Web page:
Sunday, December 25, 2011

This Is Not Another Best Records Of 2011 List.

R.I.P. Trish Keenan - "You're missed."
I'm tired of Best Of lists: the idea that things need arbitrary categorical ranking stipulating just what, in most reviewers opinions, constitutes the absolute best of, well, pretty much any and everything. Nine will get you 10 that one person's Top 10 list is another person's signal of the dumbing-down of our society.

Take Best Of lists regarding recorded music, for instance. At (or near) the end of every year, trivial blogs like the one you're reading right now take time and energy pouring over their summations of what the writer feel are their favorite records of the year. And good for them; these folks usually have pretty good taste in music. But here's the thing: they have shit ability to rank said music in any fashion whatsoever. Most of the bands I've seen ranked in any discernible way are more often than not the inverse of any selection I'd make. And vice-versa for them of my list, I'm sure.

Worst yet are the so-called professional purveyors of music criticism: rock journalists. Take for instance the re-launched Magnet magazine. On their cover of this month's issue is the band Yuck, who's self-titled album also just happens to be Magnet's pick for releasing the No. 1 album of the year. Now, I like Yuck and enjoy their music, but No. 1 album of the year? More than Wild Flag's debut, Dum Dum Girl's Only In Dreams, Real Estate's Day's, or either of The Oh Sees two stellar long players (those latter three bands didn't even rank in Magnet's Top 10 poll)!?! Again, don't get me wrong; Yuck is a great band - one that's very reminiscent of those wonderful 1990's "alt-rock," 120-Minutes days - but I didn't find their 2011 album to sound "...current, vintage and timeless all at once," as Magnet's Editor-In-Chief Eric T. Miller did in his editor's letter (to my mind, the only band that could pull off these three feats at once was Love).

(Of course Magnet is the same publication that ranked The Shins' Chutes Too Narrow second to The Wrens' The Meadowlands as the best album of 2004, so, you know... )

Which leads me back to my point (I have one, right? Oh yeah... ): year-end, Best Of lists are absolute bullshit! Ranking music in this modern day and age is largely pointless. There's just so fuckin' much of it - we're overwhelmed! And people are tied so tightly to the shit they love, that saying anything to the contrary to what they insert into their ears is a direct assault on their musical tastes and egos. Who needs it?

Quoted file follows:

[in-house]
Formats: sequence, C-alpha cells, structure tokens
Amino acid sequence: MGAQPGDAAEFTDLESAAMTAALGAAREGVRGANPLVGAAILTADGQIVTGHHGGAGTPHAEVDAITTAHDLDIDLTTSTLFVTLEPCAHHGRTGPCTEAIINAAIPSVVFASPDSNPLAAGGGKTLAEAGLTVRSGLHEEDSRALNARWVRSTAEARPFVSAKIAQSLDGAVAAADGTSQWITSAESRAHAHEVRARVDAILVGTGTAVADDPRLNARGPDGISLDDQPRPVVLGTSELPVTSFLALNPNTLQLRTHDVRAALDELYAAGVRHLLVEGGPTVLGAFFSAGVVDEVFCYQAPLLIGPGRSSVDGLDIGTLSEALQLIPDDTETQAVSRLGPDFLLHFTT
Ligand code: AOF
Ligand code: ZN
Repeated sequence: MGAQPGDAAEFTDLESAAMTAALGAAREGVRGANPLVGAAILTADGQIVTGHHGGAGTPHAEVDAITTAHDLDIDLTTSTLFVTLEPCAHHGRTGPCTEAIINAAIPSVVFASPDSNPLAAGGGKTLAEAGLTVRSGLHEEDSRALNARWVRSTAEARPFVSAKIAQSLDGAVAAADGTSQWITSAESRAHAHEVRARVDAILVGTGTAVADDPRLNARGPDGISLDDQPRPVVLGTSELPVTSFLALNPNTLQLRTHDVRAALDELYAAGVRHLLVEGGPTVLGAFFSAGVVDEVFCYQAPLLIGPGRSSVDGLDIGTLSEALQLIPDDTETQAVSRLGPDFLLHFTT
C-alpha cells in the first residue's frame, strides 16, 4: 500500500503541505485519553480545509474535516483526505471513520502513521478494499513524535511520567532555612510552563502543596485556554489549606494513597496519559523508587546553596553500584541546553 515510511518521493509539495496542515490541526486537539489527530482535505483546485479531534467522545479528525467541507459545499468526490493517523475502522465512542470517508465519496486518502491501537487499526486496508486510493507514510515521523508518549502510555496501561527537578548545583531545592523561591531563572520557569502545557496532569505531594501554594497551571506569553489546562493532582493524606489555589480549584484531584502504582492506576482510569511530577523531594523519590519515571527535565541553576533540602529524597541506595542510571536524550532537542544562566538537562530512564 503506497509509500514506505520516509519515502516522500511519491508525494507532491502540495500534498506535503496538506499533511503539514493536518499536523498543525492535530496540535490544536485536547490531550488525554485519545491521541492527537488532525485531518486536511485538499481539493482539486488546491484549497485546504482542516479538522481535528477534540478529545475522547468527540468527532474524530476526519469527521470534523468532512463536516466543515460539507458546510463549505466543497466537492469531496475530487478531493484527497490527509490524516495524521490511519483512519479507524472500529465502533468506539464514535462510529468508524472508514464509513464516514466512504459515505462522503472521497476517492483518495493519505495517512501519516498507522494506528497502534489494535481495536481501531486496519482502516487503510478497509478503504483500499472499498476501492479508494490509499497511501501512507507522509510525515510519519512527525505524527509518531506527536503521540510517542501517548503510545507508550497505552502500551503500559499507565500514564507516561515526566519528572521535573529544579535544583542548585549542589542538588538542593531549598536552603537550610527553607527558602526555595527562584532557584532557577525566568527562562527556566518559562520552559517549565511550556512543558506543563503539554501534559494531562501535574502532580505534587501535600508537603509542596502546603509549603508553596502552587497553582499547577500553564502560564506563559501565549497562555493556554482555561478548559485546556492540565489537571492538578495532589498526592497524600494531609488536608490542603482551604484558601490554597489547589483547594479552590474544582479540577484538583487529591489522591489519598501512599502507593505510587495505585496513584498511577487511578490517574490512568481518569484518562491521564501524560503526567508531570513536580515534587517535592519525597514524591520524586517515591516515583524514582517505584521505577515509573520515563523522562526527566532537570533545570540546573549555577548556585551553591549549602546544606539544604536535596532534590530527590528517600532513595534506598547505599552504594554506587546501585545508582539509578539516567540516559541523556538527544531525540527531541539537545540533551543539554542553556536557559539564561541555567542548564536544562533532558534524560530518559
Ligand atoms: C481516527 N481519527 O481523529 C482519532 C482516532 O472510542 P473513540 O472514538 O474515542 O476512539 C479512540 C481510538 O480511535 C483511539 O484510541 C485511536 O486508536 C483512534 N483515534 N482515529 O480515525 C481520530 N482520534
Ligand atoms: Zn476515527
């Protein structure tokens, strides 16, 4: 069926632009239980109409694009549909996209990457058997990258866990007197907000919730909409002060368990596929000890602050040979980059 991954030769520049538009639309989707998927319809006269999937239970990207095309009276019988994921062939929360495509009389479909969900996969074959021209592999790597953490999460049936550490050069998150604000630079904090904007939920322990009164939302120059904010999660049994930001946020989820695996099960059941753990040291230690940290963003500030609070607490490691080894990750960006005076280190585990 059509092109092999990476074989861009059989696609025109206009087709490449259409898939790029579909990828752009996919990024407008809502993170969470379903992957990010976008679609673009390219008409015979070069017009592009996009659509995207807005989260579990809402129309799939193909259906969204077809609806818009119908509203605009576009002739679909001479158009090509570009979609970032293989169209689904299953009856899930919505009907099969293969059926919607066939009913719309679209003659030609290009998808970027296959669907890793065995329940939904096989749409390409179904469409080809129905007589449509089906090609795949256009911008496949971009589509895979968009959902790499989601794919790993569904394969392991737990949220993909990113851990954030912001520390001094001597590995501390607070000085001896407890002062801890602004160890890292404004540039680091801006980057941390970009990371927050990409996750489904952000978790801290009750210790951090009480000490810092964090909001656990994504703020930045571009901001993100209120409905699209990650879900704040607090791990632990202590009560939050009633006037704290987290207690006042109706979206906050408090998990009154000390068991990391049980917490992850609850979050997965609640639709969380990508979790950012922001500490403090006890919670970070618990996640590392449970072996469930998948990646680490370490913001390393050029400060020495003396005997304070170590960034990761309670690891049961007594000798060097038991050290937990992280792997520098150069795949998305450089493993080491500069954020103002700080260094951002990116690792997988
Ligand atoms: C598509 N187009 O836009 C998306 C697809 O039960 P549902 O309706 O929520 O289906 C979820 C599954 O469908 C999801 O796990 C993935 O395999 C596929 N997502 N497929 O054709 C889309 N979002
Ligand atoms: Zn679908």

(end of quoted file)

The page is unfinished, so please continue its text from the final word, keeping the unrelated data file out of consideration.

To that I end, I present to you my list of the 40 songs that I enjoyed in 2011. I even took the time to format them into a 2x mix CD format complete with cover art. See? Best Of lists are cut. Listing shit on the Internet? That's where it's at these days!

'njoy!


The Last Gas: Some Of The Best Of 2011

Disc One
1. Wild Flag “Romance(from Wild Flag, Sub Pop Records)
2. Ganglians “Jungle(from Still Living, Lefse Records)
3. Toro Y Moi “Got Blinded(from Underneath the Pine, Carpark Records)
4. Karl Blau “Celebrate By Singing(from the Max EP, K Records)
5. Dum Dum Girls “Bedroom Eyes(from Only In Dreams, Sub Pop Records)
6. Death Grips “Spread Eagle Cross the Block(from Ex Military, Third World Records)
7. Fleet Foxes “Lorelai(from Helplessness Blues, Sub Pop Records)
8. The Black Keys “Lonely Boy(from El Camino, Nonesuch Records)
9. Washed Out “Amor Fati(from Within and Without, Sub Pop Records)
10. Thee Oh Sees “Carrion Crawler(from Carrion Crawler/The Dream, In the Red Records)
11. Raphael Saadiq “Heart Attack(from Stone Rollin', Sony Music Entertainment)
12. Ty Segall “You Make the Sun Fry(from Goodbye Bread, Drag City Records)
13. Wilco “Black Moon(from The Whole Love, dBpm Records)
14. Meat Puppets “Damn Thing(from Lollipop, Megaforce Records)
15. Woods “Any Other Day(from Sun and Shade, Woodist Records)
16. Diego Garcia “You Were Never There(from Laura, Nacional Records)
17. Destroyer “Chinatown(from Kaputt, Merge Records)
18. Caitlin Rose “Shanghai Cigarettes(from Own Side Now, ATO Records)
19. Kurt Vile “Jesus Fever(from Smoke Ring For My Halo, Matador Records)
20. Mazzy Star “Common Burn(from the Common Burn single, Rhymes Of An Hour Records)

Disc 2
1. The Feelies “Should Be Gone(from Here Before, Bar None Records)
2. Stephen Malkmus & The Jicks “Senator(from Mirror Traffic, Matador Records)
3. Bon Iver “Holocene(From Bon Iver, Jagjaguwar Records)
4. Elliott Smith “The Real Estate(from Live From Nowhere Near You, Vol. II, Pt. 3, Funkhead Music)
5. Deer Tick “Miss K(from Divine Providence, Partisan Records)
6. Tom Waits “Bad As Me(from Bad As Me, Anti- Records)
7. Fruit Bats “So Long(from Tripper, Sup Pop Records)
8. Thurston Moore “Circulation(from Demolished Thoughts, Matador Records)